Like many of us, my life has changed due to Covid-19. I have gone from being a researcher in the lab to working from home, yet despite this, I have finished my PhD and celebrated my viva voce remotely. These are my takeaways from relocating my research from the lab to my home.
A shift of research focus. Being unable to acquire data due to lockdown has changed my work focus from data acquisition to analysis and writing. Working in my living room has made it a challenge to separate work from personal life. I have found that it is important to separate my work physically and mentally from my free-time, e.g. for work times I use a separate desk, keep scheduled breaks, and have a dedicated coffee cup.
Get moving. Being confined to my home also meant that I became less active as my daily commute, going for lunch breaks, or even the regular walk to the water dispenser were lacking. To counteract this, I am taking regular breaks that include moving away from my workspace, taking walks, and doing some exercise (e.g. I started yoga). Similarly, at first I improvised a standing desk using a pile of books and have now managed to find an adjustable desk, which means that I do not spent all my work time sitting down.
Keeping routines up. When working from home it can be difficult to maintain focus and productivity. I therefore kept some of my old work routines, such as setting an alarm in the morning, regular mealtimes, and using a calendar which has helped me to maintain routine and structure. Similarly, I kept writing a lab book, work logs, and notebooks to aid the sense of achievement and proof of productivity.
Mental health and wellbeing. As lockdown continued I realized that I needed to make a conscious effort with self-care. Thus, I am taking more time to draw and am trying to improve my photography skills, along with going for walks. Also, as we are all united by this experience, I have established virtual networks with friends and colleagues to have social interactions with, besides work.
Connecting with others. This directly links to practicing self-care, but has also allowed me to stay engaged with the scientific community. Participating in lab meetings, seminars, or conferences, and engaging with other researchers helped me to remove feelings of work isolation. Social media was a fantastic way to “meet” new people, hear about events, and share thoughts. The ability to virtually connect has also allowed me to have virtual coffee breaks with fellow students and colleagues, as well as celebrate birthdays, manuscript successes, and other milestones.
Writing your thesis. Writing a thesis which is hundreds of pages long and contains years of your research is daunting enough, but without the community of peers around in the lab, I found it even more challenging to maintain the discipline and a writing mind-set. What has helped me to keep a “writing mind-set” are the following things (a) breaking up my thesis into subheadings which helped me not to start with a blank page and focus on each section individually rather than thinking I have to write “everything” at once, (b) appreciating that thinking about my work and using creativity methods (e.g. mind maps) is a valid process and helped me with reframing my attitude towards writing, (c) creating an environment for writing helped with focus (e.g. all the lights on, music, scents, etc.), (d) having all the things I might need next to me to avoid procrastination saying “I just need this.. and that.. and..” (e.g. water flask, lip balm, tissues, pain killers, notepad, etc.).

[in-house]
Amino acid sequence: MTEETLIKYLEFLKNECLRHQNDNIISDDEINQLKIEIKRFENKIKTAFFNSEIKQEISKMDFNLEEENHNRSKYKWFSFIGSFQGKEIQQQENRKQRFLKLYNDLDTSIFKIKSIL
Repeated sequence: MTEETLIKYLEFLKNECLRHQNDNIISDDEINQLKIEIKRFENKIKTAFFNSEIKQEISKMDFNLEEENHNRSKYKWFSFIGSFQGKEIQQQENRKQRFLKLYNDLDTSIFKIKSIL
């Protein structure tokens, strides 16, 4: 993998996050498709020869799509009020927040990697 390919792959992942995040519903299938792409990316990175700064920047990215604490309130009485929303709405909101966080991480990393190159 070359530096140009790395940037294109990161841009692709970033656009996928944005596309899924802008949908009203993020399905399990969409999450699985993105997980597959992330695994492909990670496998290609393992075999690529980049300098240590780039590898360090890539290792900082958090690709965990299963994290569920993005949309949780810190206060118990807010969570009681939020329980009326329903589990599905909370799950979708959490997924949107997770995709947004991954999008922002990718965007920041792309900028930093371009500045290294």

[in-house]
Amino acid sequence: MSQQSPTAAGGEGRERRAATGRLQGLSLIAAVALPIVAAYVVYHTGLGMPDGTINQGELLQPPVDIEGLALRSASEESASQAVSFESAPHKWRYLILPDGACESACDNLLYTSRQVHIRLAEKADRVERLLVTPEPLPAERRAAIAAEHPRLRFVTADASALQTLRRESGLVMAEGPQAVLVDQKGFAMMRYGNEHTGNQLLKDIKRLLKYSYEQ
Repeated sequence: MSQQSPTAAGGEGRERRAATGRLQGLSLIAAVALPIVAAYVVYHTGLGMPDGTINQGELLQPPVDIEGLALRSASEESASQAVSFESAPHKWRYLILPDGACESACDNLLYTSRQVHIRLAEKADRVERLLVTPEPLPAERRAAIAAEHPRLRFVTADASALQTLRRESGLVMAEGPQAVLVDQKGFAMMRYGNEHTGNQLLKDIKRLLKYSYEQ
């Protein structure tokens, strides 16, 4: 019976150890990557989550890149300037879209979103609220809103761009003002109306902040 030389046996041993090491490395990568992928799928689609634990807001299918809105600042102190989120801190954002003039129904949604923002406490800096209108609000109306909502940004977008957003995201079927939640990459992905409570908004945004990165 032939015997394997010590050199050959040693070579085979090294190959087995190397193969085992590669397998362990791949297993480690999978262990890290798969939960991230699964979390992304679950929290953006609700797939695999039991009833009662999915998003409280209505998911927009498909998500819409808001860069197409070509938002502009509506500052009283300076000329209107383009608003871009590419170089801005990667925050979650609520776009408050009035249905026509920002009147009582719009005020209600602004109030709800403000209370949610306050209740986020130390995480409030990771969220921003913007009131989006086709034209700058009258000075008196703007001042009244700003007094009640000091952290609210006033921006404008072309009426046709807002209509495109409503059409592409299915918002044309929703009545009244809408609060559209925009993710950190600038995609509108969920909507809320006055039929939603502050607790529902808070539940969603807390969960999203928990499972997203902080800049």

The remote viva voce. Due to Covid-19, viva’s, as with many other things, are now conducted virtually and I was one of the students who defended online. The preparation was similar to an in-person viva, including thesis revision and annotation. Administratively, additional forms had to be filled out and my internal examiner made sure backup plans were in place (additional virtual platforms setup and the exchange of phone numbers). I made sure I had familiarized myself with the virtual platform used, and on the day of the viva we had a brief technical check before starting the examination processes. The viva itself felt like an in-person viva, albeit with a few technical glitches. However, these technical issues are probably the new normal and like they say in the theatre “The show must go on”. For me, the biggest challenge was that the “celebration” with my examiners, family, friends, and colleagues also was remotely, and thus I felt like I had missed out on closure and celebration. However, one day I am sure that we will be able to make up for it.